A visible solar occultation of Titan's atmosphere from Cassini-VIMS

Abstract : The VIMS (Visible and Infrared Mapping Spectrometer) instrument on board Cassini spacecraft was able to acquire several stellar and solar occultation measurements of Titan's atmosphere through the mission. VIMS is composed by two separate spectrometers (IR and V channels) covering wavelengths from 0.8 to 5.1 microns and from 0.35 to 1.05 micron respectively. Almost all the aforementioned occultation sequences involved the IR channel, keeping V channel off (see e.g. [1],[2]). In only one case VIMS-V acquired data during a Titan solar occultation and we will report here about the analysis of this data set. This sequence consists of 210 data cubes composed of 32 samples x 32 lines x 96 spectral bins, acquired through the solar entrance port of the VIS channel. The inbound phase of the occultation was registered, hence the Sun gradually disappears with time behind Titan's limb. Although the projected size of the Sun's disk is much smaller than the VIMS 0.5 mrad pixel, the solar signal during occultation is spread over the images mainly because of atmospheric scattering. Hence, a set of 96 occultation light curves, one for each of the 7 nm wide VIMS-V spectral bin, was obtained, by spatial integration over the full field of view. In the extracted light curves four phases can be clearly distinguished at nearly all wavelengths: 1) high constant level, 2) exponential drop, 3) short ledge at low level, 4) polynomial increase. These phases can be interpreted as 1) unocculted solar signal, 2) gas/haze extinction proportional to the atmosphere density, 3) extinction saturation due to thick aerosols layers, 4) solar forward and multiple scattering from dayside atmosphere becoming predominant. The phase 1) data allows estimating the unocculted solar signal average level and its fluctuations, useful to directly calculate the atmospheric transmission profiles. No radiometric calibration is needed in this process, reducing the uncertainties and biases related to it. Geometric calibration is indeed fundamental for associating observing times and tangent altitudes for each spectrum. This has been done by means of algorithms based on JPL NAIF SPICE library and kernels [3]. In doing so, large negative tangent altitudes have been obtained for significant signal levels, demonstrating that light bending due to atmospheric refraction plays a key role in determining the actual line of sight of the observations. More accurate values for tangent altitude have been obtained by means of a raytracing method applied to a spherical shell model filled with N2 gas with a predefined vertical profile. Given the high SNR typical of solar occultation measurements, the extracted spectra are suitable to search for previously undetected spectral signatures of both gases and aerosols, as well as retrieve aerosols scattering properties at different altitudes and evaluate the validity range of the most used multiple scattering approximations. Acknowledgments- This work has been supported by Italian Space Agency (ASI) within Cassini contract. References- [1] Bellucci,A. et al.2009,Icarus,201,198. [2] Maltagliati,L. et al.2015,Icarus,248,1. [3] Acton, C.H.,1996,Planet.and Sp.Sci.,44,65.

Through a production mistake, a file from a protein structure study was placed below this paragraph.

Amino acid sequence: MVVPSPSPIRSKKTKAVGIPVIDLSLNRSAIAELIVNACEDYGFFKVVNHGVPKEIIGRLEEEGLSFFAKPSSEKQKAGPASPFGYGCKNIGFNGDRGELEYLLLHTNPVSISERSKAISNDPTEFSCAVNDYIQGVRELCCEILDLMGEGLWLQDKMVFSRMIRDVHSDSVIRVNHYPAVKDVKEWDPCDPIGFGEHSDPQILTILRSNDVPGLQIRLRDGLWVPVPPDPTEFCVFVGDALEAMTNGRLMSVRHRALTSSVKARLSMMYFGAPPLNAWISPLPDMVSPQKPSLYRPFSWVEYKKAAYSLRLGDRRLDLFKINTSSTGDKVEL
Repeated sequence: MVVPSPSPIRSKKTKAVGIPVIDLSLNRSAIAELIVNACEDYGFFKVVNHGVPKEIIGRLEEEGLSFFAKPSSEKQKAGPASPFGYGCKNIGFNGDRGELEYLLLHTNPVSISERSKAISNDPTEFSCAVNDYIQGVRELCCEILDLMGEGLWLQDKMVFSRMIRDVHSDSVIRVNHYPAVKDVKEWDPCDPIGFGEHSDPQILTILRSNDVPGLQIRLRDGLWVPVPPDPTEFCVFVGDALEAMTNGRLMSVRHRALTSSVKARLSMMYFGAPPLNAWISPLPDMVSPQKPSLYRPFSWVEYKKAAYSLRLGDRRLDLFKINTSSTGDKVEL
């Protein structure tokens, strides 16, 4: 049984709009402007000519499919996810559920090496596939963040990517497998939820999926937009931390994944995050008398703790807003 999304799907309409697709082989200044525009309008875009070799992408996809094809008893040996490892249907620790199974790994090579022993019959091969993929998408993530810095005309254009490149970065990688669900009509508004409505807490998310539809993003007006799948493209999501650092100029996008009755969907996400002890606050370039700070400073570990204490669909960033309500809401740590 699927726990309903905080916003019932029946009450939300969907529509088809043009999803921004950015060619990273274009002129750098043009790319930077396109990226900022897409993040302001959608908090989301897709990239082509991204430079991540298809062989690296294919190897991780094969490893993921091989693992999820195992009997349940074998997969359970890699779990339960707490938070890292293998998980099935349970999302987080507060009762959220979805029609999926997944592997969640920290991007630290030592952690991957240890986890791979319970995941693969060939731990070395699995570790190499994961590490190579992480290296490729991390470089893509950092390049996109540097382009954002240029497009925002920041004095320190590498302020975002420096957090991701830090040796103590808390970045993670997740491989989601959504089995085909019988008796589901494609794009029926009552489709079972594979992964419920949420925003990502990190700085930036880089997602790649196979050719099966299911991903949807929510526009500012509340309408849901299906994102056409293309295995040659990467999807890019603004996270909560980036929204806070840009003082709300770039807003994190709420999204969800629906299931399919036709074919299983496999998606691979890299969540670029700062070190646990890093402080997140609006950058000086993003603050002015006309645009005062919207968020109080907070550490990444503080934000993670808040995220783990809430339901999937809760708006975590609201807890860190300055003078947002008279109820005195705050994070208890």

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Contributor : Marie-Paule Pomies <>
Submitted on : Wednesday, May 17, 2017 - 9:17:31 AM
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Emiliano d'Aversa, Maria Luisa Moriconi, Jean-Christophe Loison, M. Dobrijevic, Fabrizio Oliva, et al.. A visible solar occultation of Titan's atmosphere from Cassini-VIMS. 19th EGU General Assembly, EGU2017, proceedings from the conference held 23-28 April, 2017 in Vienna, Austria., p.5167, Apr 2017, Vienne, Austria. pp.5167. ⟨hal-01523813⟩



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